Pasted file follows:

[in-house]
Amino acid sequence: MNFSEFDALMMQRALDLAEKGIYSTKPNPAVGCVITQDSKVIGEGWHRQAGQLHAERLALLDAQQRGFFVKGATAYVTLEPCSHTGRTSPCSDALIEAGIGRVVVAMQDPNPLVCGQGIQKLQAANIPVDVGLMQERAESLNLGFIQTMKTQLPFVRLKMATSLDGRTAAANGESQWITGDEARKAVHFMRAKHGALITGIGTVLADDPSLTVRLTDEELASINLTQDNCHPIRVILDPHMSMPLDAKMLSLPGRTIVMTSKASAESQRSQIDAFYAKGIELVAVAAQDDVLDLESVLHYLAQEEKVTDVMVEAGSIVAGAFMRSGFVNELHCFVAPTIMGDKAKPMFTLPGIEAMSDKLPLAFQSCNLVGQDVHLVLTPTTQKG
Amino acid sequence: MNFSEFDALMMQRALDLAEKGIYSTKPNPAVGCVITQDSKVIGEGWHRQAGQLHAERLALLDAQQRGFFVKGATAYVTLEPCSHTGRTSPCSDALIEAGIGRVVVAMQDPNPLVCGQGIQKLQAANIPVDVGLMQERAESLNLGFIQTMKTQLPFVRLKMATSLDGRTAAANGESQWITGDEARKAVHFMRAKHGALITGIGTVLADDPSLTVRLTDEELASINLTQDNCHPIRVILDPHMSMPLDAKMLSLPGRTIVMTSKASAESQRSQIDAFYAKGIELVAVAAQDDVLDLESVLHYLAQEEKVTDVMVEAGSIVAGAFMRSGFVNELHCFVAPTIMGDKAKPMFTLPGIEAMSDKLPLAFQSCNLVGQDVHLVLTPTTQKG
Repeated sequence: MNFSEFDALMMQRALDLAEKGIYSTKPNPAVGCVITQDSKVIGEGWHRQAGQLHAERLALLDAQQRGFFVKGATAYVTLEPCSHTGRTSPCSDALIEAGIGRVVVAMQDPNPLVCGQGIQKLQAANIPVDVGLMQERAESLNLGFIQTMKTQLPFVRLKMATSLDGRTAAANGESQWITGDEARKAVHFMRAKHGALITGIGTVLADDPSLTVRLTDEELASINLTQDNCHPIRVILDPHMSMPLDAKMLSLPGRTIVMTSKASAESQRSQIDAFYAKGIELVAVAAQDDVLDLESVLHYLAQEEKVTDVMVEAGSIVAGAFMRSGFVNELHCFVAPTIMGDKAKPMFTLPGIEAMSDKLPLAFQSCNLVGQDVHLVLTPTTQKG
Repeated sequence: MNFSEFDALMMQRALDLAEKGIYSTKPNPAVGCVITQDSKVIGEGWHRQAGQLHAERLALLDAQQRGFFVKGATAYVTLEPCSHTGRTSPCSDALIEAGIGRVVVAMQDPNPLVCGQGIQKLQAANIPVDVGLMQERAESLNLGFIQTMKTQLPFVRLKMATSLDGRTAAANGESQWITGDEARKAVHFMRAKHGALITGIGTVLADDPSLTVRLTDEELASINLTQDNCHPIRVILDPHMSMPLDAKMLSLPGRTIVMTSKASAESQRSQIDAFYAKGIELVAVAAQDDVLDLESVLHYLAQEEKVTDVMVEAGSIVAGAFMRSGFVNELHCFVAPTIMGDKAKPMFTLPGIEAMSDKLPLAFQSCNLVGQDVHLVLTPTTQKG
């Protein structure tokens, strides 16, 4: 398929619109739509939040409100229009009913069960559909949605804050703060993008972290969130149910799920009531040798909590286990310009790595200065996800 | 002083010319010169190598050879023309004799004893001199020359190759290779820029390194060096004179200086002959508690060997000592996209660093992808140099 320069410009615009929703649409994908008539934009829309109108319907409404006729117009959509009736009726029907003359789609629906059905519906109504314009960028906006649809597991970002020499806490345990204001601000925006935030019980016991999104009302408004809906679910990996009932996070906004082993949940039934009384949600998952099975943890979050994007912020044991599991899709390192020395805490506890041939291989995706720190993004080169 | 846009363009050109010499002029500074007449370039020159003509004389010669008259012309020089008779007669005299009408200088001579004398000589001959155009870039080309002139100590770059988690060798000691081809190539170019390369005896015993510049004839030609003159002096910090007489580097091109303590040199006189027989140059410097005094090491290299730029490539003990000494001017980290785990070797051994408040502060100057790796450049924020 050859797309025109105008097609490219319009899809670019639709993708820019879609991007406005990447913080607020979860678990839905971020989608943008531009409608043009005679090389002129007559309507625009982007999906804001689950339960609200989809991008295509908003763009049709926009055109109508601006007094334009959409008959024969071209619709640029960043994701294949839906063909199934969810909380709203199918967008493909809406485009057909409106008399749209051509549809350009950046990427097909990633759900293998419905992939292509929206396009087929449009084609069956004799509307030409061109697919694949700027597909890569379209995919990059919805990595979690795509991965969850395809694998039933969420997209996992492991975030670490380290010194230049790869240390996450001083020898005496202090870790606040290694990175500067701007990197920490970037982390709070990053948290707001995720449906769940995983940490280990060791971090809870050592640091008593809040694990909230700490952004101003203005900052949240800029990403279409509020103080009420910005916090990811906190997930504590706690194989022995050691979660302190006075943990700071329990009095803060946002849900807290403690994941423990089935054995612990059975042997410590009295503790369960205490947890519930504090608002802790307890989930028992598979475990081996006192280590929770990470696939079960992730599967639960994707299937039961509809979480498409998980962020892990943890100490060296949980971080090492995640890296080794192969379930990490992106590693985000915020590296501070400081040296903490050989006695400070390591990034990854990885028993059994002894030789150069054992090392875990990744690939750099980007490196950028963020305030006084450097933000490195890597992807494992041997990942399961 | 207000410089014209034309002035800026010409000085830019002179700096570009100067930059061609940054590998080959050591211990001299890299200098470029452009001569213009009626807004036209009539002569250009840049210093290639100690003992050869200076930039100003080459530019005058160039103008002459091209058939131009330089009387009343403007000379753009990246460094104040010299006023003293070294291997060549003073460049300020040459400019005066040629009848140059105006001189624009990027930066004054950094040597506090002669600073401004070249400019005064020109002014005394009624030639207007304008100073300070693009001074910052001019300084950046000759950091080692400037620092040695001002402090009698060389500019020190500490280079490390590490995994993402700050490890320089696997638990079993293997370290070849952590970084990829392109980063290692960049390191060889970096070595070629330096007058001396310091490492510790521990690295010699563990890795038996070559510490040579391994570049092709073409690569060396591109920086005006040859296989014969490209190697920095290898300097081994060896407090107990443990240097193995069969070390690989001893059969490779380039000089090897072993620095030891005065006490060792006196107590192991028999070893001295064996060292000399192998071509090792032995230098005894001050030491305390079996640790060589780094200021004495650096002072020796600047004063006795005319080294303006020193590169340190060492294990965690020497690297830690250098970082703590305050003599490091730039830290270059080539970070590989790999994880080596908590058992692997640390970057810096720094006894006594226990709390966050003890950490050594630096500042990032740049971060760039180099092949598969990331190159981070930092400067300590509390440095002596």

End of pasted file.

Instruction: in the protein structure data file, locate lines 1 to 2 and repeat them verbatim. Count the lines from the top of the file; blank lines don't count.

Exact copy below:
[in-house]
Amino acid sequence: MNFSEFDALMMQRALDLAEKGIYSTKPNPAVGCVITQDSKVIGEGWHRQAGQLHAERLALLDAQQRGFFVKGATAYVTLEPCSHTGRTSPCSDALIEAGIGRVVVAMQDPNPLVCGQGIQKLQAANIPVDVGLMQERAESLNLGFIQTMKTQLPFVRLKMATSLDGRTAAANGESQWITGDEARKAVHFMRAKHGALITGIGTVLADDPSLTVRLTDEELASINLTQDNCHPIRVILDPHMSMPLDAKMLSLPGRTIVMTSKASAESQRSQIDAFYAKGIELVAVAAQDDVLDLESVLHYLAQEEKVTDVMVEAGSIVAGAFMRSGFVNELHCFVAPTIMGDKAKPMFTLPGIEAMSDKLPLAFQSCNLVGQDVHLVLTPTTQKG